Previously, Mrs. Liefmans did not have such a precise insight into her health. She went to her GP and visited the pulmonary doctor for a check-up once a year. She only saw her lung nurse in the hospital after a lung attack.
“If I did not feel well, I often thought: it’s not too bad, I’ll see how it goes and then visit the doctor”, says Mrs. Liefmans. “But, by that time it was too late, and before you know it, you’re in hospital”. She was still there three months ago. Thanks to home measuring, she expects that this will no longer happen so quickly. “I want to be able to take steps earlier, so that my health does not deteriorate further. Thanks to home measurement, I know exactly how I am doing. That gives me peace of mind. And because I can always consult with my nurse if things get worse, I feel that I really have control”.
Spierings is also enthusiastic: “This program supports self-management of people. Thanks to the information provided by home measurements, and advice from our side, patients are able to make the right choices. Taking control of your health despite being ill; that is our goal.”.
* Mrs. Liefmans is a fictitious name.
This press release was published by Jeroen Bosch Hospital in Dutch on 29 November 2018 (https://bit.ly/2RhyywZ)
Healthcare organisations join forces for people with COPD
Starting today, residents of the Kennermerland region with the pulmonary disease COPD can now use the network ‘COPD in the neighbourhood’. Thanks to the dedicated App, they can monitor the course of their illness and contact healthcare professionals remotely via video calling. The advantages for people with COPD include reducing the need for hospital visits, gaining more control over their lives and improving that feeling of safety, as specialised nurses are available for contact day and night. COPD in the neighbourhood is made unique through the intensive cooperation between healthcare providers in the neighbourhood, the hospital and innovative partners that make remote care possible.
“COPD in the neighbourhood”
‘COPD in the neighbourhood’ is a collaboration between healthcare organisations that want to improve care for people with COPD. One of the initiators is Peter Paardekooper, from Huisartsen Centrum Zandvoort. “For people with COPD, hospital visits are strenuous because of their limited lung capacity. In addition, the checks are arranged at fixed times, meaning we are not always there when the care is really needed. Thanks to our new remote monitoring service, that is now possible; patients can securely exchange information with doctors and nurses, and make video calls on a tablet via the dedicated Luscii app. In this way, patients gain insight into their lifestyle and its influence upon their health. Then, we only need to make appointments in the hospital if it is necessary”.
What makes the project special is that all parties involved in the care for people with COPD have joined forces: general practitioners cooperative Zuid-Kennemerland, network of physiotherapists FysiQ, healthcare organisations Kennemerhart and Zorgbalans, the Spaarne Gasthuis, health insurer Zilveren Kruis and innovative partners that make ‘remote care’ a reality. In an initial pilot scheme, the idea of ‘COPD in the neighbourhood’ proved to be successful: now the time has come for the next step. Paardekooper: “What’s new is that we can now offer 24/7 care through video calling and use of the Compaan, a user-friendly tablet. With remote monitoring, we bring second-line care to the ‘zero-line’, at home with the patient. That gives him or her much more freedom”.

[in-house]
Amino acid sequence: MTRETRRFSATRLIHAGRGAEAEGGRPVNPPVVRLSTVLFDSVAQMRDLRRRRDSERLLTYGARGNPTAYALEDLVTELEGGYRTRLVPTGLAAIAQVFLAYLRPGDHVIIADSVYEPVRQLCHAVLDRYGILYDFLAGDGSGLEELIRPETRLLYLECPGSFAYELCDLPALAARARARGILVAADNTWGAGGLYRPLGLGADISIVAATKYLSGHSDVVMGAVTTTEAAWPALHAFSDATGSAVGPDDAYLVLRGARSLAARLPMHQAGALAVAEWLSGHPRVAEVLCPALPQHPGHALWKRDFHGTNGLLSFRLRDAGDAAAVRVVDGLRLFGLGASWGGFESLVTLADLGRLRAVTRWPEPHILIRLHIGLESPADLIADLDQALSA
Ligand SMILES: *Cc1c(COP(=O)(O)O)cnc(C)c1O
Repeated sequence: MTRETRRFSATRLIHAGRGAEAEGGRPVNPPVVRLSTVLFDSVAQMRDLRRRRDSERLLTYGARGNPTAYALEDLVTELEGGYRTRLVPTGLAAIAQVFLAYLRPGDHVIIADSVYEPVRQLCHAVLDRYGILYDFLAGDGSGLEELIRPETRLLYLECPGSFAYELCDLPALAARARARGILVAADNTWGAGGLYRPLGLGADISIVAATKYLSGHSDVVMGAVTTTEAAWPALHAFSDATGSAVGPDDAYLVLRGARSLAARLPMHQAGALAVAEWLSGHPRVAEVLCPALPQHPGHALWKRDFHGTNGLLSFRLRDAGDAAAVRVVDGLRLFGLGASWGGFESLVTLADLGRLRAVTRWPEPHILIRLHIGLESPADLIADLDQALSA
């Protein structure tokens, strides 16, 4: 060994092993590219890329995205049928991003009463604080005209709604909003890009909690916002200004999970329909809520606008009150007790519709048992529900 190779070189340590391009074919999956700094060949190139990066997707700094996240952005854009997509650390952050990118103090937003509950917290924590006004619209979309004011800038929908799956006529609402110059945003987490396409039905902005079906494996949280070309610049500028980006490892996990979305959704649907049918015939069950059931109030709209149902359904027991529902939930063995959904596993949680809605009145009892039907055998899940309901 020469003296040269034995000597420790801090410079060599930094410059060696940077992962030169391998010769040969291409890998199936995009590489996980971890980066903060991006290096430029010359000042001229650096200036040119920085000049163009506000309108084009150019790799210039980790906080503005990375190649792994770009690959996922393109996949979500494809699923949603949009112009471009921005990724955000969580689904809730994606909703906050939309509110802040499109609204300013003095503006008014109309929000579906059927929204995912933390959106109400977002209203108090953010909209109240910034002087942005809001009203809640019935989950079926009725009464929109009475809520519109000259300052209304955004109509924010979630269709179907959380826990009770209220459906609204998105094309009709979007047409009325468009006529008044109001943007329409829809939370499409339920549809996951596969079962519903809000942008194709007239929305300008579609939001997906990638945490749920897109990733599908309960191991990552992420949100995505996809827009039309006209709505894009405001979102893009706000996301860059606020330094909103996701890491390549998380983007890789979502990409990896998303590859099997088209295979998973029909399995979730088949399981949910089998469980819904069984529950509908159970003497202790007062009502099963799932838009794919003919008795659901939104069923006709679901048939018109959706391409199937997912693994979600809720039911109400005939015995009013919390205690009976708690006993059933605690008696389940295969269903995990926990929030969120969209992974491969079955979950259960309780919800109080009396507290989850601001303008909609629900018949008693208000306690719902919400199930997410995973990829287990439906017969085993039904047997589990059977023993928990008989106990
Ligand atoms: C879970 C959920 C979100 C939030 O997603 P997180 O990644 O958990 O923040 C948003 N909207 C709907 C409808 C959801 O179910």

The 24/7 remote care is carried out by the nurses of Medisch Service Centrum NAAST. If necessary, they can call in one of the other healthcare professionals, for example, for a home visit. René Baljon, director of NAAST: “Our years of experience with remote care for hospitals can now benefit general practitioners. We stand beside the healthcare professional and the patient, and that gives them a safe feeling. With remote care, the actual care becomes a less prominent part of your life and that makes it incredibly valuable”.Fast information exchangeAll healthcare providers, such as the district nurse, practice assistant, lung nurse and the physiotherapist, remain informed over the course of the disease via the communication platform OZOverbindzorg.
Paardekooper: “Together, we give the patient control, he or she determines which care providers receive access. They can exchange information as quickly as possible and take action when necessary”. COPD in the neighbourhood will begin, in this new set-up, with 50 patients. Paardekooper: “In 2019, we wish to expand this further and make remote monitoring possible for all people with COPD in the Kennemerland region”.
Baljon supports that ambition. “It has recently been agreed in Parliament that remote care is to be made available for everyone with COPD and heart failure, across the Netherlands, within the next three years. That is where the collaboration in Kennemerland fits in seamlessly. We are ready to scale up together”.
Made possible by
The project “COPD in the neighbourhood” is made possible by the uniting parties: GPs Cooperative Zuid Kennemerland, Spaarne Gasthuis, FysiQ network, Luscii, Kennemerhart, Medisch Service Centrum NAAST, Compaan, Zorgbalans, OZOverbindzorg and Zilveren Kruis.